If these norms hold true in US for over 100 years why was there a house bubble from 2001-2006 in the US when in places like San Diego, LA, Las Vegas prices went up by over 80%.

Also problem with all the models is that low interest rates/very high interest rates throw the model out of kilter too so we are back to relying on the fiction of bell curves


#31

The answer is interest only jumbo mortgages. In San Francisco they went from less than 10% to 80% plus of all new mortgages during 2001-2006. This is why a house that sold for $250K in 1996 sold for $800k in 2006, and can now be bought in a fore-closure sale for $150K. Of course most sales are still not fore closure sales so the regression to normal is going to be slow and painful. People still looking for $600K for houses that might make $350k in a few years time so not a lot of sales.


#32

The denial of reality is alive and well in Spain,where the banks are buying up all surplus property and selling it off through subsidiaries to prevent falls in house prices,they are in no rush,after all,they know that if it keeps getting worse and the off balance sheet liabilities threaten to make them insolvent(if they’re not already),they know the government via the ECB will bail them out just like in Ireland,England and the US.

The following comment just sums up the arrogance:

bloomberg.com/apps/news?pid=20601109&sid=aXWVn3mlVH4c


#33

I think the difference between those two figures is simply the amount by which selling prices are overinflated. I don’t think you are missing anything at all.

As for why prices remain sticky I’d say a combination of:

Sentiment: sellers simply refusing to accept their houses are no longer worth a million quid and that the prospect of that happening again in their lifetime is gone. I really wouldn’t underestimate the huge effect this has.
Talk of green shoots: Also relating to sentiment, there has been sustained “green shoots” talk since Xmas. This is reinforcing seller intransigence.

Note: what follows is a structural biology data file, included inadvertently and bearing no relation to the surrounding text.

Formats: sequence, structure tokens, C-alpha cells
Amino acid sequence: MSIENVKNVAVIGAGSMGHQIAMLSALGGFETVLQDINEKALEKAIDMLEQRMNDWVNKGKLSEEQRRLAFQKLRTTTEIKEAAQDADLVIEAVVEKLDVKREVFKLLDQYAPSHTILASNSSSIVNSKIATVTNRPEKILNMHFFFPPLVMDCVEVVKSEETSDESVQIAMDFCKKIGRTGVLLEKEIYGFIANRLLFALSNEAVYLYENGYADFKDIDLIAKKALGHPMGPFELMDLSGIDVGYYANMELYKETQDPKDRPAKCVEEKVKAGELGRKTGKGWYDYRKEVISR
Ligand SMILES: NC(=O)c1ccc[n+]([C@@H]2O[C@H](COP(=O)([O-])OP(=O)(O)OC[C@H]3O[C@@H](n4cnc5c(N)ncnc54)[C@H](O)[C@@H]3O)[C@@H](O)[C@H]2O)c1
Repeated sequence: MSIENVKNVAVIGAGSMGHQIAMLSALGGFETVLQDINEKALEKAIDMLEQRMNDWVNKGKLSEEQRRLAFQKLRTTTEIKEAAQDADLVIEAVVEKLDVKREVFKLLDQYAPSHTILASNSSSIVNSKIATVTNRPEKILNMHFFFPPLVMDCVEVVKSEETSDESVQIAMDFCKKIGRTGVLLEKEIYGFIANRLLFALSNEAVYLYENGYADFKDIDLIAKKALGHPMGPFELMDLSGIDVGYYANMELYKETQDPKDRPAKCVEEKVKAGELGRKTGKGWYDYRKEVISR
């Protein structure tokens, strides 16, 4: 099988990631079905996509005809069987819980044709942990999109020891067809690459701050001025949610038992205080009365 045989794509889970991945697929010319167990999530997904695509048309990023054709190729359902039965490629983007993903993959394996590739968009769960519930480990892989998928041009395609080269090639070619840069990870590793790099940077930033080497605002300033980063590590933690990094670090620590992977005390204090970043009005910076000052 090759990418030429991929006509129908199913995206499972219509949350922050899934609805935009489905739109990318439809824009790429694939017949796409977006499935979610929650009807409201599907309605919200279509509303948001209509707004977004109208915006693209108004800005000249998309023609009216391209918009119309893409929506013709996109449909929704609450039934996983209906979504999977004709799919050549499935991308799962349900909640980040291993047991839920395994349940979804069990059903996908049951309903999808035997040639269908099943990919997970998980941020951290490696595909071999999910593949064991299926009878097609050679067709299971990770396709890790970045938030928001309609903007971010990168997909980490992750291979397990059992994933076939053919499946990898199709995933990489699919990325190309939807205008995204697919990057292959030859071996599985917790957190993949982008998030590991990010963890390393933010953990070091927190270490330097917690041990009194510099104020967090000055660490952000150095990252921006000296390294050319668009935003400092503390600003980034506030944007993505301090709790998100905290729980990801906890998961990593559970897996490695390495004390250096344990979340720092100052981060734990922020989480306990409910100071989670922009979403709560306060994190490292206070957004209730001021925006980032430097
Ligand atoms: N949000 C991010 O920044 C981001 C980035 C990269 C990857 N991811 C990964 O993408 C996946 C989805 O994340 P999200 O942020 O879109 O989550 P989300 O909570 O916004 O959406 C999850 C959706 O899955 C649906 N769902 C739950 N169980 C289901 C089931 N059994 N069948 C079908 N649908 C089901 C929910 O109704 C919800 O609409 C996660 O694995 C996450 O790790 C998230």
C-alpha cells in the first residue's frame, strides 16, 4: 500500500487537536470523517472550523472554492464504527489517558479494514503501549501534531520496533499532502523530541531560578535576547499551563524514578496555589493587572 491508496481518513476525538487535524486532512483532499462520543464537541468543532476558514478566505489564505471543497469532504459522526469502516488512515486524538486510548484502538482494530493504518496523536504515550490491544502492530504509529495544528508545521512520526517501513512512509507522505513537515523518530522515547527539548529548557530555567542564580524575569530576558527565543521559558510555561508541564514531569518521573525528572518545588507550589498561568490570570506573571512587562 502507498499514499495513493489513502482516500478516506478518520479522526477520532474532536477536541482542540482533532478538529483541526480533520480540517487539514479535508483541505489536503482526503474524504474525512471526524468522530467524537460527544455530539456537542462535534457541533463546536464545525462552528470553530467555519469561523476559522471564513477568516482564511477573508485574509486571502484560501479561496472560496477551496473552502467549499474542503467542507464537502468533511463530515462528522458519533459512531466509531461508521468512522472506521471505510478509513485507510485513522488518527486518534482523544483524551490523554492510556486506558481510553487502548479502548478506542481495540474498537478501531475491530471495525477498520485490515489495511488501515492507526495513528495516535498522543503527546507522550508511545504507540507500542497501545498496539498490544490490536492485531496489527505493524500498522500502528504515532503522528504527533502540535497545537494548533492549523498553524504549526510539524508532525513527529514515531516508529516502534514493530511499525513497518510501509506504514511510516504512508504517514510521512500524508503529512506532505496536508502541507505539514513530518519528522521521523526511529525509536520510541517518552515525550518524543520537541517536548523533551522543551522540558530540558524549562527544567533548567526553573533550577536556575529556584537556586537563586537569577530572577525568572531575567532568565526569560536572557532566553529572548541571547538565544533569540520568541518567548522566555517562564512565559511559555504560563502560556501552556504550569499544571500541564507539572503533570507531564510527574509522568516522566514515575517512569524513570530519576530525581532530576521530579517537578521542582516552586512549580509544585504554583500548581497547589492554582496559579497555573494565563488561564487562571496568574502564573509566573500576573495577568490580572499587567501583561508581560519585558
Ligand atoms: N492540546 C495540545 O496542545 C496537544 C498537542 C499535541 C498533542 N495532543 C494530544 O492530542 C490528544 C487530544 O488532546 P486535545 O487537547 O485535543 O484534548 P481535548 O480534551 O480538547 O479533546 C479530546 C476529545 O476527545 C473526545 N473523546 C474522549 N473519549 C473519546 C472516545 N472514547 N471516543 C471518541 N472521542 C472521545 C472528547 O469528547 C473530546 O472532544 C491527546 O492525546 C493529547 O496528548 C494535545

Activity in market: Anecdotally there does seem to have been a pick up in sales and viewings in recent months. This is also probably encouraging sellers to hold out. My view is that this activity is just the dead cat bouncing as a few nervous buyers take the plunge rather than a sign of an improving market.
No fire sales: the mortgage moratorium is in effect and in general there seem to be very few forced sales. I don’t know how much longer that can continue.
NAMA and the general drift: The policy of the government and banks to wait-and-see, hope-for-the-best is having a zombiefying effect on the entire economy, and the housing market is effected too. Everything just seems to be hanging in the air. Again, I don’t know how long that can go on before something gives.


#34

Remember, that as a seller yourself you will have to face these same realities…


#35

Where are Spanish banks getting their money from if international credit markets are after drying up?


#36

CAn anyone tell me how the figure of 320,000 empty properties that everyone is talking about is made up. I am currently starting to look at buying and all that seems to be around is apartments… i am looking in the greater dublin area you help would be greatly recieved


#37

Theres lots of houses for sale. Just check daft.


#38

Are people buying them? Is that data ever published?

I’m looking at Dublin and spotting some serious differences in asking prices. Crazy stuff.


#39

It’s extremely frustrating not knowing what the properties are actually selling for. Like asking prices don’t mean a whole lot in this market.


#40

The publication of a Property Price Database was announced recently after years of saying it would be illegal to publish the information, now suddenly it’s not because it now suits them to publish.
Supposed to be in legislation before Christmas.
Thread on it here
viewtopic.php?f=4&t=32161&hilit=property+database
Anyone thinking of buying would be nuts to go ahead before this thing is up and running - it will have a profound effect on asking prices.